Pandemic Reveals Unforeseen and Better Care Options

May 7, 2021

A ham and cheese sandwich is what Theodore Terenty Merculief craves. It’s about 2 p.m. – a little late for lunch, but too early for dinner. He is in a makeshift lounge at the Mass Emergency Shelter at Sullivan Arena, watching daytime programming on a large TV.  

Just outside the lounge is a concession stand. Merculief walks over and asks for a snack. The employee behind the counter fills his order and hands over a sandwich in a paper tray made to hold French fries. If Merculief gets hungry again, he can come back for another ham and cheese sandwich or choose from something else on the day’s menu. 

“This place is way, way better,” said Merculief, who has experienced homelessness on and off throughout his adult life. “And this ham and cheese sandwich is awesome.” 

When the COVID-19 pandemic began sweeping across the country in early 2020, Alaskans were not immune to its effects. While the infection rate here was one of the lowest compared to the other states, it was still a public health crisis. For those without homes in which they could stay socially distanced, the risks were high and options few.  

That’s how the Sullivan Arena shelter came to be. It is a success amid a devastating pandemic, attracting national attention for its ability to keep infection rates low in a high-risk population. 

Providence Health & Services Alaska is one of the many agencies that stepped in to help make it happen. 

Nathan Johnson, regional director of Community Health Investment at Providence, said in 2020 Providence earmarked $3 million to help area nonprofit programs provide wraparound services and support, including shelter, for persons experiencing homelessness in Anchorage. Part of their mission is to help the poor and vulnerable.  

Two of those providers are Bean’s Cafe and Catholic Social Services. During the pandemic, Catholic Social Services’ Brother Francis Shelter has housed a smaller population of people with the most serious injuries or illnesses that make mobility a challenge. Bean’s Cafe has shifted its focus to the masses, housing up to 400 clients in widely spaced cots spread throughout the vast arena, as well as overseeing housing at the Aviator Hotel, which currently sleeps 155 people. There are also two warming tents in the parking lot, ensuring nobody is left without a warm place to be. These tents see 50- 85 individuals per night.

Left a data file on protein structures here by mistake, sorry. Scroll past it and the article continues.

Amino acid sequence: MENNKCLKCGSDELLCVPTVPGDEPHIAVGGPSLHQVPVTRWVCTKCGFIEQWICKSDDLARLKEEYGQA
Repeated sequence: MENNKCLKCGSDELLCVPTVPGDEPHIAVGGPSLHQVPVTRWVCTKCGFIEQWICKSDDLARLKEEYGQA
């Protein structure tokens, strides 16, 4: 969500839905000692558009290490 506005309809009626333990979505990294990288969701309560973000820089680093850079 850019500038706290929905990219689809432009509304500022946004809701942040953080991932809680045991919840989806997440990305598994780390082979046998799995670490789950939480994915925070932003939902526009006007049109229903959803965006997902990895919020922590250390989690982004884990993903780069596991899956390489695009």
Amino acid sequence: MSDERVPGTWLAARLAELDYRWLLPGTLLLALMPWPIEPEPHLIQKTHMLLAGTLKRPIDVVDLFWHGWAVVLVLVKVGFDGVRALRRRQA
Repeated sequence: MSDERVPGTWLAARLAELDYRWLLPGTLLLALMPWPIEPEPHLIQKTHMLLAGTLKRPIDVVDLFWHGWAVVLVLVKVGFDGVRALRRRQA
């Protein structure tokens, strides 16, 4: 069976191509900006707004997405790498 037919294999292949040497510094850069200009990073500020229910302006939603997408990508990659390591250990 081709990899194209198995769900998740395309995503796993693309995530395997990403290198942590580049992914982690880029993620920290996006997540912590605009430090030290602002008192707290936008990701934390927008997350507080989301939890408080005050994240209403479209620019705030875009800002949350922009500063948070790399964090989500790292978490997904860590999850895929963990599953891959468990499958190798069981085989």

“Our five-year $15 million commitment to homelessness is exemplified here,” Johnson said, standing inside the entry to the shelter. 

“If we can’t address the basic needs of food and shelter, it’s hard to move on to anything else,” said Lisa Sauder, chief executive officer of Bean’s Cafe. That’s why one of the first and most important aspects of the shelter involved food. 

Because feeding people in large groups posed a health risk, Bean’s configured a meals-on-demand setup. They quickly saw its success. 

“We’ve shifted our entire model of food safety,” she said. “We have four or five different meal options, regardless of time of day. Cheerios at 10 p.m.? Go do it. Turkey and gravy at 10 a.m.? Go do it.” 

A ham and cheese sandwich for Merculief at 2p.m.? That works, too. 

Not only does this work from a health standpoint, Sauder said, but it also returns to clients just a small amount of control and dignity to those who are most often forced to take what they’re given, whether they like it or not, or do without.   

“I don’t see us ever going back to the soup-kitchen line with whatever is served that day is what you get,” she said. “Now people can make their own choices and that’s no small thing.” 

Shelter, too, is much improved under the temporary setup at Sullivan, she added. In neat rows covering the massive arena floor, cots are spaced at least six feet apart, and clients are provided a large tote, like a footlocker, in which to store their belongings. Masks are required and social distancing is enforced. 

A separate wing is available for females, couples and LBGTQ clients, as well as those will special needs. In another section of the arena is the Navigation Hub, a place to help connect clients with services they might need – from getting help filling out forms, applying for assistance or looking for jobs. 

“Our goal is ‘Shelter to Success,’ we want people back on their own, working a job and in their own home,” said Diana Arthur, development and communications director for Bean’s. “It’s really unfortunate we’ve had this pandemic, but we are touching more lives now than we ever have been able to before.”  

Sauder said she knows the Sullivan Arena is only a temporary fix, but in the months since opening, it has allowed for great ideas to blossom – giving her renewed hope for making positive changes to this marginalized population. 

“It really forced our team to evaluate how we do business,” she said. “Thanks to the ongoing community support, and with partners like Providence, we have been able to do this.” 

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